Social dimensions in codes of forest practices

A specific set of social issues relates to the application of labour standards in forest industries.

The International Labour Organization (ILO) estimates that the total global forest industries employment is around 47 million, including workers in the formal sector (more than 17 million workers) and informal and subsistence sectors. The informal sector, including self-employed forest workers, people involved in fuelwood and non-timber forest products enterprises and collection is grossly estimated at 30 million people but could well be double that in the formal sector. The forestry sector, and logging in particular, continue to be one of the most hazardous occupations in many countries of the world.

The FAO Model Code of Forest Harvesting Practice, published in 1996, includes recommendations for an adequate workforce in forest harvesting, covering training and safety issues. Since then, FAO has continued to support countries in the development and implementation of national and regional codes of forest practices, including recommendations to follow the ILO guidelines on labour standards.
FAO Model Code of Forest Harvesting Practice
Forest codes of practices. FAO Forestry Paper 133
Asia-Pacific Forestry Commission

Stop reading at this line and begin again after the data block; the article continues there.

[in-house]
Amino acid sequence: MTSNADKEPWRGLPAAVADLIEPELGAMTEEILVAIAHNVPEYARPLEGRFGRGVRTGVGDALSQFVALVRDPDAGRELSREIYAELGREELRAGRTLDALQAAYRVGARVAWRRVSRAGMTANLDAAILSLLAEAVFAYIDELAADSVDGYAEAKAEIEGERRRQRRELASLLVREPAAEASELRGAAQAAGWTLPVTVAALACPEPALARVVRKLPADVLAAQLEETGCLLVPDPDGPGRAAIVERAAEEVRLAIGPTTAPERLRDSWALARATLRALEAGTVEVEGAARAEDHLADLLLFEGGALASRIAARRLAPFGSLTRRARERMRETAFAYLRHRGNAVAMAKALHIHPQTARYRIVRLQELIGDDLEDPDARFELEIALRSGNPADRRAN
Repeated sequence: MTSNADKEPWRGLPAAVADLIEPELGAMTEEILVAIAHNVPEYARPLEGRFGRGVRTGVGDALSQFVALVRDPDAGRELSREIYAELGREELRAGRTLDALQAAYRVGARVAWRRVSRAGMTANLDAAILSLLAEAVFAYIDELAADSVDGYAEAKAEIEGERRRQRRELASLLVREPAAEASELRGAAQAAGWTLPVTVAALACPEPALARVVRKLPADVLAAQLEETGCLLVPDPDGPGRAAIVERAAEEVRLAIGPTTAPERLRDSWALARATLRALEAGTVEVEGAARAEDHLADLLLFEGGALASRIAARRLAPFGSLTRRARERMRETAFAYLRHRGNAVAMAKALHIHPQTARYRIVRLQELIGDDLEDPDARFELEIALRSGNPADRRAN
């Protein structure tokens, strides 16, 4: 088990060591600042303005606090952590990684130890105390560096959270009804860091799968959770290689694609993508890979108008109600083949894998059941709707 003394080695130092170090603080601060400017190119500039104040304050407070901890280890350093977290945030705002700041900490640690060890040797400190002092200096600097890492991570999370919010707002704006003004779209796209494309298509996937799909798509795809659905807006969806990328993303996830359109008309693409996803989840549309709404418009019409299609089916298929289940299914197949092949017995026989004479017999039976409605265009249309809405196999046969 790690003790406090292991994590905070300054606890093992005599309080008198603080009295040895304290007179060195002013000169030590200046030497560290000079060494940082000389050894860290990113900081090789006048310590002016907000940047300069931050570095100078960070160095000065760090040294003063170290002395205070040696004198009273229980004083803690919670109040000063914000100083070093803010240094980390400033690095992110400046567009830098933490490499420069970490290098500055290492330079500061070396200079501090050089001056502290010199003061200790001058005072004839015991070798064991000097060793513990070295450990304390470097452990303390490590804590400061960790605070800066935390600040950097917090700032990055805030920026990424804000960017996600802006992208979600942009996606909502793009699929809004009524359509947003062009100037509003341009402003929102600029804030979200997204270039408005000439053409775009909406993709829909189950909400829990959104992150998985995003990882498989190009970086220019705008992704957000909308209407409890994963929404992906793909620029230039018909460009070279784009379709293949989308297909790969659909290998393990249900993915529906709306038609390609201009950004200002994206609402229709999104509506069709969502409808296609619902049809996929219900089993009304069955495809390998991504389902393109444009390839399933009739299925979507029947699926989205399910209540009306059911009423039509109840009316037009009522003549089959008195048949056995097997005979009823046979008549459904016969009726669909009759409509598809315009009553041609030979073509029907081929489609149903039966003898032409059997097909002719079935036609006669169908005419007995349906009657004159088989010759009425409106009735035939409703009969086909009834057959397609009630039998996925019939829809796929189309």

In recent years, a growing number of countries have adopted or started to develop national codes of forest practices. Codes of practices have also been drawn up, on a voluntary basis, by private companies.

Social aspects addressed by codes of forest practice usually include what the ILO refers to as components of 'decent work'' - quality of employment and job security (including wages, safety and health conditions, skills and career), rights at work, social dialogue and conflict resolution. A useful guide to the labour standards of the ILO related to forestry:Social criteria and indicators for sustainable forest management: A guide to ILO texts

Other readingsSafety and health in forestry work: an ILO code of practice
Economic and social justice in sustainable forest management: an ILO perspective
last updated:  Wednesday, November 9, 2005